It isn’t obvious…

It’s hard to believe that until 1929, we were pretty sure that the Universe consisted entirely of our galaxy, and everything else was inside of us.

Hard to believe that you can look at something like this and not think it was another galaxy like our own, isn’t it?

Yet when you look in the visible light — which is all they knew how to do back then — this is what the pinwheel galaxy (above) looks like through a modern advanced amateur telescope.

Is it really so clear to your naked eye that this image is so different from the one below?

Believe it or not, this image is of a planetary nebula, or just the gas blown off by a single star as it dies and collapses into a white dwarf. It isn’t obvious to me that they should have known back then that these “spiral nebulae” are so different from planetary nebulae. Take a look at another spectacular one…

…and maybe a few more general ones.

Yup, they’re all just dying stars that form planetary nebulae, and they’re all within our own galaxy. Why couldn’t the spiral ones be in there too? Thankfully, we’ve learned a lot more, and our observing abilities simply dwarf what they were 80 years ago. Take a look at today’s Astronomy Picture of the Day, and see if you can’t tell instantly what’s a planetary nebula and what’s a galaxy.

But without the full power of what we have today, it isn’t obvious without doing some serious astronomical analysis, like measuring individual stars in these nebulae, which is what Hubble had to do. So enjoy the nearby planetary nebulae and the distant spiral nebulae, and enjoy the fact that we don’t have to get them confused anymore. (And, it’s always nice to give you some pretty pictures to look at on a Friday.)

Comments

  1. #1 NewEnglandBob
    November 6, 2009

    ooooo, ahhhh, pretty colors!

    …and a lot of cool science too.

  2. #2 Brian
    November 6, 2009

    Even better, science plus historical perspective.

  3. #3 MadScientist
    November 6, 2009

    Although I’ve always loved staring at astronomical plates because they are so pretty as photographs, Edwin Hubble really did spectacular work especially when you consider the numerous infidelities of plates (and film too). Little wonder that the JPL pushed so hard to develop CCDs and eventually eradicated film and plates within 20 years. Of course if you want full color reconstruction of astronomical images from plates, David Malin has an awesome collection which he built up over many years and at a number of observatories. If I were to re-do color plate work or even amateur multi-filter CCD exposures, I’d be sure to predict where artificial satellites are so that I can avoid exposing the detector as the satellites fly by. Those colored streaks really annoy me.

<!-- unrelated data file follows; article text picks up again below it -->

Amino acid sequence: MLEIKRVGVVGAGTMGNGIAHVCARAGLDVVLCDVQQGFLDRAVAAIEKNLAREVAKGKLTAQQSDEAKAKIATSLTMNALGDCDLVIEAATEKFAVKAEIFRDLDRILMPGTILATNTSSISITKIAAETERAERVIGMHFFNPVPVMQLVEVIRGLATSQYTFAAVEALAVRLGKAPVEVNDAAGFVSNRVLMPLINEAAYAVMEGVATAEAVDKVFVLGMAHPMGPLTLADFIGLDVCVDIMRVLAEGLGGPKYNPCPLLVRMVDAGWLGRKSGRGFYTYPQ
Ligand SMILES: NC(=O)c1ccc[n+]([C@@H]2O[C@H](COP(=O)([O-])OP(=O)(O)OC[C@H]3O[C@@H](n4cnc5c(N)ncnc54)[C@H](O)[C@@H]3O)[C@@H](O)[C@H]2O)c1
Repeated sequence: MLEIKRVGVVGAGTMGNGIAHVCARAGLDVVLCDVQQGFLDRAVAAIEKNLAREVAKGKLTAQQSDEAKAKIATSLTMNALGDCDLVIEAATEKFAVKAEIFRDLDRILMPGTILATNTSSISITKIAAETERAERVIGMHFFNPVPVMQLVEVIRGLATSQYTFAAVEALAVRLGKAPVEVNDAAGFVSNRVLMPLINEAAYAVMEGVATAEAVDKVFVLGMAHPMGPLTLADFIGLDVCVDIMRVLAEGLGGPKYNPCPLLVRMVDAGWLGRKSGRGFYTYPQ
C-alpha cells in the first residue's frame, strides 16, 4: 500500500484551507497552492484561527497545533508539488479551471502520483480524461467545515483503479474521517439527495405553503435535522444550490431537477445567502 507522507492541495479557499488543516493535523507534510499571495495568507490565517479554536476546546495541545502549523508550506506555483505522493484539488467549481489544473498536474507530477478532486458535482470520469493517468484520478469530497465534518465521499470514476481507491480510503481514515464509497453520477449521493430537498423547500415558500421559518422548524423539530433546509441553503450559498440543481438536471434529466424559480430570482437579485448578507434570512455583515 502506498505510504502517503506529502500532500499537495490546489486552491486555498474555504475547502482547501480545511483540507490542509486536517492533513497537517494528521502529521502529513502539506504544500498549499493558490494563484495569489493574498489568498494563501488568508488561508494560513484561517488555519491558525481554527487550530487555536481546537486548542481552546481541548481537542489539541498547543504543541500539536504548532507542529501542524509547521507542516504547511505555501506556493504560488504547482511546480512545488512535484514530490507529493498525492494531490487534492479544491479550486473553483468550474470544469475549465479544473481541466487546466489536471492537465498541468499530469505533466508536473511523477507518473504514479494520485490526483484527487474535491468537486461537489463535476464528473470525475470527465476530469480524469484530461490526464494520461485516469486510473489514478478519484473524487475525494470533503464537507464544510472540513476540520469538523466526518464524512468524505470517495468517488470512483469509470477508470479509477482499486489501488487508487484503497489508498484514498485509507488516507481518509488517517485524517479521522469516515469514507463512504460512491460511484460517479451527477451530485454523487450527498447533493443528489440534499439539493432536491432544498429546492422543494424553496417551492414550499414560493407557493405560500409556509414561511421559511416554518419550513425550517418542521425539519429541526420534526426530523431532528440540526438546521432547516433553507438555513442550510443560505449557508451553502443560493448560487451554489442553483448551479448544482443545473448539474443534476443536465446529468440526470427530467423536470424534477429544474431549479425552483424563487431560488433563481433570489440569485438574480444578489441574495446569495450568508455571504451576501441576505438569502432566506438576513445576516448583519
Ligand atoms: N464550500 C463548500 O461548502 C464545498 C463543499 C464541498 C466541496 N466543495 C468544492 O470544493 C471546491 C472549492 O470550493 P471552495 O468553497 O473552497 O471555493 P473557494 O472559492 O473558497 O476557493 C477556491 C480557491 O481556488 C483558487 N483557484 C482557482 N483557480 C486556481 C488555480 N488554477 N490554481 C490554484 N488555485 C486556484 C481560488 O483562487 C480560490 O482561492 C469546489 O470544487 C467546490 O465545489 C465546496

4. #4 Ray Shore
    November 7, 2009

    It is amazing to see how far astrophotography has come along. Amatuers are producing photos through their backyard telescopes that rival those from major observatories from the 1970′s. Most of this is due to CCD technology over film. CCD sensors built into dedicated astrophotography cameras continue to advance in sensitivity. Thus, it is easy to distinguish between a planetary nebula and a galaxy even with today’s amatuer equipment.

  5. #5 Thomas Neil Neubert
    November 7, 2009

    Ethan is absolutely correct that in the eighty years, since Hubble’s Law, an incredible amount of new observational data, insight and interpretation of that data has been achieved. But theory has not advanced much.

    In 2007 Andre Linde explained, “Cosmological examinations show that our part of the visible universe contain at least 10^88 elementary particles… If one takes a universe of typical initial size… one can calculate how many elementary particles such a universe might encompass… the entire universe should be large enough to accommodate just one elementary particle-or at most 10 of them… Obviously, something is wrong with this theory.” (from Scientific American-The Cosmic Life Cycle) And Linde still believes in the Big Bang theory; even after his calculation suggest that 13 billion years after the “hypothetical big bang” our universe today should contain just 1 elementary particle.

    We are much better starting with Hubble’s words of caution on interpreting his results, “Red-shifts may be expressed on a scale of velocities as a matter of convienience… The term “aparent-velocity” may be used in carefully considered statements, and the adjective always implied where it is omitted in general usage.”